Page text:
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  The Fairy Folk in Orkney Lore

Fair Folk accounts

Although to most Orcadians, the fairy folk were invisible, a few supposed descriptions were recorded.

These accounts paint distinctly different pictures, each with their own depiction of the fairy folk. One common element, however, was that the Orcadian fairy was not the gossamer-winged nymph we think of today. They were creatures that inspired nothing but sheer terror in the local populace.

As an example, a 19th century Shetland writer describes a creature that, once again, could quite easily be a trow:

"Fairies are said to be short in stature, with small faces and yellow complexion. They have red eyes and green teeth. They dress uniformly in dark grey, and both sexes wear murat [natural brown wool] mittens."

The Reverend John Brand, who published a description of Orkney in 1701, adds one further, surprising, element to the fairy's appearance:

"Evil spirits also called Fairies are frequently seen in several of the isles, dancing and making merry, and sometimes seen in Armour."

The reference to fairy "armour" is intriguing.

With the notable exception of the giants, and the ongoing quarrel between the trows and the sea-trows, most of Orkney's supernatural races seemed to live in harmony with their own kind.

The fairies, it would appear, were an exception.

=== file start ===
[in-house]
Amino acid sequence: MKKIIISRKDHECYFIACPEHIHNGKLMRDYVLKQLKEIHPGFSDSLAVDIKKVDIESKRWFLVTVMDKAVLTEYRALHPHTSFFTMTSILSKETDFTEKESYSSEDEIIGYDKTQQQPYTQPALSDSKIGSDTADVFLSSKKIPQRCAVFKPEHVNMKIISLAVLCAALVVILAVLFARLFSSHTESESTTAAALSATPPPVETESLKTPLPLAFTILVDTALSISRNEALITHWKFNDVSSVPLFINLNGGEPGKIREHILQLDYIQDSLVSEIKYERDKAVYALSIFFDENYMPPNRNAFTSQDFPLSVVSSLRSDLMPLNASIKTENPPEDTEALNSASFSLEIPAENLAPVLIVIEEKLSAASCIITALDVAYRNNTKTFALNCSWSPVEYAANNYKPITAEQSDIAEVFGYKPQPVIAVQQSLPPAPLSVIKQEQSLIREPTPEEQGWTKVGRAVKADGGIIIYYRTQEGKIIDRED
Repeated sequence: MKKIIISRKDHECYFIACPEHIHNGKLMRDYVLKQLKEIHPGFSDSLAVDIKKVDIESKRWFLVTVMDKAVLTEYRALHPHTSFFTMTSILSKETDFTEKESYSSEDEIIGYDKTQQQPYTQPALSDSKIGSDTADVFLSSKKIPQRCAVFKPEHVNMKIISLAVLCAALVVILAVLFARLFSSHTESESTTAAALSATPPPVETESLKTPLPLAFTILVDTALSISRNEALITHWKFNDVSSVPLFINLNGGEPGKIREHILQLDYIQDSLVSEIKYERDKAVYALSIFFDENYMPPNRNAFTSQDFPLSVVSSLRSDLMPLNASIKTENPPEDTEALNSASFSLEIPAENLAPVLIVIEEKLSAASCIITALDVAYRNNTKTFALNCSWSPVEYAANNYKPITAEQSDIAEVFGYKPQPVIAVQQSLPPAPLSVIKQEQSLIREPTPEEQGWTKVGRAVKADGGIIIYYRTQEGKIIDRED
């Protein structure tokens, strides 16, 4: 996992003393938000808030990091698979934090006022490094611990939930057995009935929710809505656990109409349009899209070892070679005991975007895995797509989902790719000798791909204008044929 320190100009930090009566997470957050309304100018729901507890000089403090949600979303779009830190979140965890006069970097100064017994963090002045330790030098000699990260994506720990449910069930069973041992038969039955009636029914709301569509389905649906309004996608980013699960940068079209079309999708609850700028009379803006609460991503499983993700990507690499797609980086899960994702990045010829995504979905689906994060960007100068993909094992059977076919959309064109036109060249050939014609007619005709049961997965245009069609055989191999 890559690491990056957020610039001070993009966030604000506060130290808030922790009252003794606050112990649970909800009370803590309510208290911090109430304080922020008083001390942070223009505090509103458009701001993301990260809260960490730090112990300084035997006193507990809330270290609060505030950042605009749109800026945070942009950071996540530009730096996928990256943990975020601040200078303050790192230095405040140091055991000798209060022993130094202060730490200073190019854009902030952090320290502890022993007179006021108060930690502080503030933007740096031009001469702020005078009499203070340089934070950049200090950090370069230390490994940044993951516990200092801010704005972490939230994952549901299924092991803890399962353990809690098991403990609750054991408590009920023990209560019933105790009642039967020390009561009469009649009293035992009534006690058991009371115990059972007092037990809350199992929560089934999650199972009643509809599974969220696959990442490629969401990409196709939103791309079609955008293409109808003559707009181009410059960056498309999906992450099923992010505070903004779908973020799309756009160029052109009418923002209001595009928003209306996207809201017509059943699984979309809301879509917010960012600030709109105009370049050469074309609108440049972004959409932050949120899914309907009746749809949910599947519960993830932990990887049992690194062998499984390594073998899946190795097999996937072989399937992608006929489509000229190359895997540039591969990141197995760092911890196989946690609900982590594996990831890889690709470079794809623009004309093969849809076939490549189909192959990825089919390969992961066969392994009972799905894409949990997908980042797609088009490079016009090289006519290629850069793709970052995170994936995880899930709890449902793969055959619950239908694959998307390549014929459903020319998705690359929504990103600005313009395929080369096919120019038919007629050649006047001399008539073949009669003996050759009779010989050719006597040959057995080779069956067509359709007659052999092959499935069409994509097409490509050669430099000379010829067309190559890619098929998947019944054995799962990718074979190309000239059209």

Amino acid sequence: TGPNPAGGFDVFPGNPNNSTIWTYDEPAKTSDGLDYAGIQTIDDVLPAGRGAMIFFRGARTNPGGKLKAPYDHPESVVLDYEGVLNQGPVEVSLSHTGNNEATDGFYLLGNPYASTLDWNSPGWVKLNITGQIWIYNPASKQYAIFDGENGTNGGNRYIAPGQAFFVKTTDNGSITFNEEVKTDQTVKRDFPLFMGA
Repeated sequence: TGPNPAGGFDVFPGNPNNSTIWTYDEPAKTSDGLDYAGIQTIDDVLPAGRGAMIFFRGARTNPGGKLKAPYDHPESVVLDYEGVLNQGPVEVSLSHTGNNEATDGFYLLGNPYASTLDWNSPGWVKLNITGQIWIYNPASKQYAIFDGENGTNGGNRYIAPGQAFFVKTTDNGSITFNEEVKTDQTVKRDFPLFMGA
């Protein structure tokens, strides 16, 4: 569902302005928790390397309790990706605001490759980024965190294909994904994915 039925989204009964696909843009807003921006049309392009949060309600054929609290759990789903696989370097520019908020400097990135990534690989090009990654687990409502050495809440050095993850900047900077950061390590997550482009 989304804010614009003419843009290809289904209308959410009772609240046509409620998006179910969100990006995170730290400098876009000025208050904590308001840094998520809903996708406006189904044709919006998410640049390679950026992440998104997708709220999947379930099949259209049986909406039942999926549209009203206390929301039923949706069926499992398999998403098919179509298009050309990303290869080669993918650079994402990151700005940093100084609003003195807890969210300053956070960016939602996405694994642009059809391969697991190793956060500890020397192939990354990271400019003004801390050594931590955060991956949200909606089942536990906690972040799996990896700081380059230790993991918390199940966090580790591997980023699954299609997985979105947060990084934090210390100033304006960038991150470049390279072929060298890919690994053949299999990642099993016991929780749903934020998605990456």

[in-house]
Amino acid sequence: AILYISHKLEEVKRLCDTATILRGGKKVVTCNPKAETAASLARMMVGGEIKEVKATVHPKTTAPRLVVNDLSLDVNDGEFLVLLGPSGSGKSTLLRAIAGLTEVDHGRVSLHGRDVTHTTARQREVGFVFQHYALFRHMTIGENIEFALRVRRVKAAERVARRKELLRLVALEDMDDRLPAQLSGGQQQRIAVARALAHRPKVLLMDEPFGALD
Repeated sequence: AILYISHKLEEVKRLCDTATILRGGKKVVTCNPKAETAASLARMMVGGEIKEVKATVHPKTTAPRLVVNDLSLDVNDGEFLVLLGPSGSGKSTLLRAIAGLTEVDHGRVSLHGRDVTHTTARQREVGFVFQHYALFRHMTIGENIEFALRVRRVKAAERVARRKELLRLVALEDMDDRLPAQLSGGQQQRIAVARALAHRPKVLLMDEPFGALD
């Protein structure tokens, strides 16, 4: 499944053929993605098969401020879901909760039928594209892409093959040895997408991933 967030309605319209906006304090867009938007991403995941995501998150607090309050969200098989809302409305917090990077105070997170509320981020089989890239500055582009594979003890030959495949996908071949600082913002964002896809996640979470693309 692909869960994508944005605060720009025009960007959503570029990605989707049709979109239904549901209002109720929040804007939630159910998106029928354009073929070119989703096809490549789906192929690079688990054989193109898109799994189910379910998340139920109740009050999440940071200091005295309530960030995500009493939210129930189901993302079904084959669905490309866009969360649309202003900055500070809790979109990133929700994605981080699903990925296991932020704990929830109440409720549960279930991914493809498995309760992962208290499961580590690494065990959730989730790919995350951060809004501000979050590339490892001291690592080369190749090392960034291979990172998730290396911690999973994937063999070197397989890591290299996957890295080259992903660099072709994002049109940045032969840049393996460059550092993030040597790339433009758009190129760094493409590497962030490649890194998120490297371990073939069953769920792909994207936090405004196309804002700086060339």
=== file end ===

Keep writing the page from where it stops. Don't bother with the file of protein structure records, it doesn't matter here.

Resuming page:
References to armed and armoured fairies are found more than once, with reports of "awful fights" between rival groups also recorded. One such account, written by one David Spence, recounts one such battle in Orkney's West Mainland. Click here to read.

Not surprisingly, because of their fearsome and warlike reputation, superstitious Orcadians shunned the fairies, and their favoured haunts. This deep-seated fear remained in the islands until comparatively recent times.

The fairy folk in Orkney were clearly not the benevolent spirits that some would suggest today, as this account clearly shows:

"The house of Pow in the parish of Sandwick was as a place where people from the surrounding districts met to drink ale. A man from Hestwall, having been at Pow, fell asleep on the homeward journey, near the Howans of Hurtisgarth, a well-known fairy resort.

"He was awakened by a loud noise, and saw the brae (mound) covered with riders. Greatly excited, he ran home without delay.

"On relating his experience to an old woman who resided at Aith, she said 'Fortunately the fairies got neither of what they were after that night. A daughter had been born about that time in the house of Aith, and a cow was found in the byre nearly strangled at daylight.'"

Fairy Folk Attack